Aggravating and mitigating factors used to determine the length of permissive debarments.
(a) Aggravating factors. The presence of aggravating circumstances may support an OPM determination to increase the length of a debarment beyond the nominal periods set forth in §§ 890.1017 through 890.1021. The factors that OPM considers as aggravating are:
(1) Whether the provider's actions underlying the basis for the debarment, or similar acts, had an adverse impact on the physical or mental health or well-being of one or more FEHBP-covered individuals or other persons.
(2) Whether the provider has a documented history of prior criminal wrongdoing; civil violations related to health care items or services; improper conduct; or administrative violations addressed by a Federal or State agency. OPM may consider matters involving violence, patient abuse, drug abuse, or controlled substances convictions or violations to be particularly serious.
(3) Whether the provider's actions underlying the basis for the debarment, or similar acts, resulted in financial loss to the FEHBP, FEHBP-covered individuals, or other persons. In determining whether, or to what extent, a financial loss occurred, OPM shall not consider any amounts of restitution that the provider may have paid.
(4) Whether the provider's false, wrongful, or improper claims to FEHBP carriers were numerous, submitted over a prolonged period of time, or part of an on-going pattern of wrongful acts.
(5) Whether the provider was specifically aware of or directly responsible for the acts constituting the basis for the debarment.
(6) Whether the provider attempted to obstruct, hinder, or impede official inquiries into the wrongful conduct underlying the debarment.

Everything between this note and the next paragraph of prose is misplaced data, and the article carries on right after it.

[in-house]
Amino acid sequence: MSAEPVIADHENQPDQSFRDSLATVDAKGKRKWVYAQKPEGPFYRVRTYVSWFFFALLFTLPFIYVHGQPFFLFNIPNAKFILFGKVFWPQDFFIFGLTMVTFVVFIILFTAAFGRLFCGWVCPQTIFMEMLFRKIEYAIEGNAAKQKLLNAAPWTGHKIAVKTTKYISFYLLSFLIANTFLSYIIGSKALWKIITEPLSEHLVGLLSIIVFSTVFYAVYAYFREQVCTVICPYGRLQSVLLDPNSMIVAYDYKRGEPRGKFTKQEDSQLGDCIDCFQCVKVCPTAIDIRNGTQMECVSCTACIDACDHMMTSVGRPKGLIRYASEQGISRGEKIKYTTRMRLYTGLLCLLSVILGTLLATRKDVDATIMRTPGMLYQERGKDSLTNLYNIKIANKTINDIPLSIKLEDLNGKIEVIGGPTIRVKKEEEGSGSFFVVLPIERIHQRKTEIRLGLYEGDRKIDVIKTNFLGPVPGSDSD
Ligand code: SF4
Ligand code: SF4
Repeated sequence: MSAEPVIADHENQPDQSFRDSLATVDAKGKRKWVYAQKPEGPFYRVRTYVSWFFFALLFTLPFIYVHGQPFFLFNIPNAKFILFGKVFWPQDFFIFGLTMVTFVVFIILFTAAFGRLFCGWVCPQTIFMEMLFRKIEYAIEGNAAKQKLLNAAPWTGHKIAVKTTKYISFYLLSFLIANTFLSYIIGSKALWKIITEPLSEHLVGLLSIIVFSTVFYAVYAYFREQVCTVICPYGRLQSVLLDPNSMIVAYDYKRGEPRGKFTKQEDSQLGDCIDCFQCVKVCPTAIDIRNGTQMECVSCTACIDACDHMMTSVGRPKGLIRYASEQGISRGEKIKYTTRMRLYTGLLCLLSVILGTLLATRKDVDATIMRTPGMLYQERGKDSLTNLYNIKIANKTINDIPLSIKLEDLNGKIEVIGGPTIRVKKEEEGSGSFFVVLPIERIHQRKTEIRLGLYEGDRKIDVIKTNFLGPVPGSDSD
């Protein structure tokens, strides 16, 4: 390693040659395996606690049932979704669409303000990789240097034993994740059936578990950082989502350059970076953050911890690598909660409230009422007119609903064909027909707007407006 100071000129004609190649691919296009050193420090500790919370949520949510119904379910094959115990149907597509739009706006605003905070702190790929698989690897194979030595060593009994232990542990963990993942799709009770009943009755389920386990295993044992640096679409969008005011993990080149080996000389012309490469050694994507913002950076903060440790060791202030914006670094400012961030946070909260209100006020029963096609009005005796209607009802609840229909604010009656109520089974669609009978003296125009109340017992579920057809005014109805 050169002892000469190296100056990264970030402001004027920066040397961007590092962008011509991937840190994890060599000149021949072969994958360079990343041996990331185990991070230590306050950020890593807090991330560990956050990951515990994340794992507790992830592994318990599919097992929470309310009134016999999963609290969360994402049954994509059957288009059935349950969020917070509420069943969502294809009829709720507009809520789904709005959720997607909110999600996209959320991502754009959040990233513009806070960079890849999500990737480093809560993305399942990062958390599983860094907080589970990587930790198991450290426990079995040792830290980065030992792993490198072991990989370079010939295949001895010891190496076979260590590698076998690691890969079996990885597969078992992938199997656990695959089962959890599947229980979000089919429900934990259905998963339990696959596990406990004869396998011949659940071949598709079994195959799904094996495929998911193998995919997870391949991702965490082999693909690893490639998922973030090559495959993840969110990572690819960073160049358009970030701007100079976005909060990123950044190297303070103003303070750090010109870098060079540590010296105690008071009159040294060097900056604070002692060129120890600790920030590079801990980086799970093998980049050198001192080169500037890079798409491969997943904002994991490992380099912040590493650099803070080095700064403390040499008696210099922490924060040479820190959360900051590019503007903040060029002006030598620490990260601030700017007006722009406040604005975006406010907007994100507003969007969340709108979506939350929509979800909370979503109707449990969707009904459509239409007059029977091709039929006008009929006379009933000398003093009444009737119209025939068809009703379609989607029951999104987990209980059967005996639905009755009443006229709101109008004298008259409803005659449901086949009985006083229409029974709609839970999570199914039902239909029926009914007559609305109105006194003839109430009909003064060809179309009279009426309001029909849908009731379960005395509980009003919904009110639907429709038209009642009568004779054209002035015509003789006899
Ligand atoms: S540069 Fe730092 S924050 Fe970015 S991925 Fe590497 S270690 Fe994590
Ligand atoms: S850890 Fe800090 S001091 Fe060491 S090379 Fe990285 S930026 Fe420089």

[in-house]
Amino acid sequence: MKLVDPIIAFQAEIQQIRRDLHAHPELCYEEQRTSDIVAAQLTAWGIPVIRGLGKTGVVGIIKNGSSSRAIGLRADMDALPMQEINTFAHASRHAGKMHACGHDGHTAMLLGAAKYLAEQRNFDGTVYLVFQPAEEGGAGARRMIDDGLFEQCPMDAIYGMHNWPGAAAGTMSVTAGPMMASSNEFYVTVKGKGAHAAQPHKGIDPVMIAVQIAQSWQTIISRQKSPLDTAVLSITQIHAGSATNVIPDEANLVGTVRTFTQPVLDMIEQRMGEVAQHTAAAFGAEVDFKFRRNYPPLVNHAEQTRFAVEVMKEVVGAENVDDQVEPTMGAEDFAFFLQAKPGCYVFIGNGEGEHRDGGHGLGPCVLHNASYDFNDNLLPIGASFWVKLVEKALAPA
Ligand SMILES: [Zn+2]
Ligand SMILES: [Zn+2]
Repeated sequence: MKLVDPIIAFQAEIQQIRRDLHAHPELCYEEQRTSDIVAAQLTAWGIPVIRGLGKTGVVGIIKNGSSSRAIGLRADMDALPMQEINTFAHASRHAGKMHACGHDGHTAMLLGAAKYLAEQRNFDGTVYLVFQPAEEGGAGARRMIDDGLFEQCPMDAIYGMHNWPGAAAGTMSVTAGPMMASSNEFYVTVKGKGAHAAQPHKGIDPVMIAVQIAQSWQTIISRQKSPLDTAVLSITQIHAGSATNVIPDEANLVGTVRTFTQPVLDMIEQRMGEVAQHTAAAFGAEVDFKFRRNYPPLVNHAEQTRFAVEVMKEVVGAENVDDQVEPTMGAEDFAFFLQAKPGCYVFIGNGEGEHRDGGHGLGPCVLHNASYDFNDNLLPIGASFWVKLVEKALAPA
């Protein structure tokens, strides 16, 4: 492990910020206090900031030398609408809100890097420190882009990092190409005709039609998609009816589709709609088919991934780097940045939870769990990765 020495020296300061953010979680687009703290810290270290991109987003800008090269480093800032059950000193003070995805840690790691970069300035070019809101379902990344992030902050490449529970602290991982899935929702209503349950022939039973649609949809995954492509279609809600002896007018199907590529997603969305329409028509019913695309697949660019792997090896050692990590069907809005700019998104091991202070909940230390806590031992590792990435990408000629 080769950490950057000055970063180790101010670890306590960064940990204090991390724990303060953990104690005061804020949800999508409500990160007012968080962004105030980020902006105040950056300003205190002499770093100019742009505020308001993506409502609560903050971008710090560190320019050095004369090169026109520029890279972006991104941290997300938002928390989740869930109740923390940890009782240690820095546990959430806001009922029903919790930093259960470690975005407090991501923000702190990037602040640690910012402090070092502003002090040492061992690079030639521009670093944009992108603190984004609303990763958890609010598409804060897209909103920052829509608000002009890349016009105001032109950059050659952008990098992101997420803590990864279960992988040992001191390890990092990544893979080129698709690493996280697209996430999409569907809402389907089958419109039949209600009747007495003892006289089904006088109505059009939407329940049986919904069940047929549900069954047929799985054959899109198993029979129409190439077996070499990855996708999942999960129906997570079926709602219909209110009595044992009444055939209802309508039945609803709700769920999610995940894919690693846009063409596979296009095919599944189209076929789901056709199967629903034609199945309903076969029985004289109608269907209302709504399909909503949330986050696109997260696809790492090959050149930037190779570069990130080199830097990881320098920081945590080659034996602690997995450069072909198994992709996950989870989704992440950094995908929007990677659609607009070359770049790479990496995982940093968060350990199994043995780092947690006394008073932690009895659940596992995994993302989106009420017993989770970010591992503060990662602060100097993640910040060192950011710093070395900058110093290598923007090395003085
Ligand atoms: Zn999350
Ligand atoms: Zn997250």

(b) Mitigating factors. The presence of mitigating circumstances may support an OPM determination to shorten the length of a debarment below the nominal periods set forth in §§ 890.1017 through 890.1021, respectively. The factors that OPM considers as mitigating are:
(1) Whether the provider's cooperation with Federal, State, or local authorities resulted in criminal convictions, civil recoveries, or administrative actions against other violators, or served as the basis for official determinations of program weaknesses or vulnerabilities. Restitution that the provider made for funds wrongfully, improperly, or illegally received from Federal or State programs may also be considered as a mitigating factor.
(2) Whether official records of judicial proceedings or the proceedings of State licensing authorities contain a formal determination that the provider had a physical, mental, or emotional condition that reduced his level of culpability before or during the period in which he committed the violations in question.
(c) Absence of factors. The absence of aggravating or mitigating factors shall have no effect to either increase or lower the nominal period of debarment.
Title 5 published on 2013-01-01
no entries appear in the Federal Register after this date.
This is a list of United States Code sections, Statutes at Large, Public Laws, and Presidential Documents, which provide rulemaking authority for this CFR Part.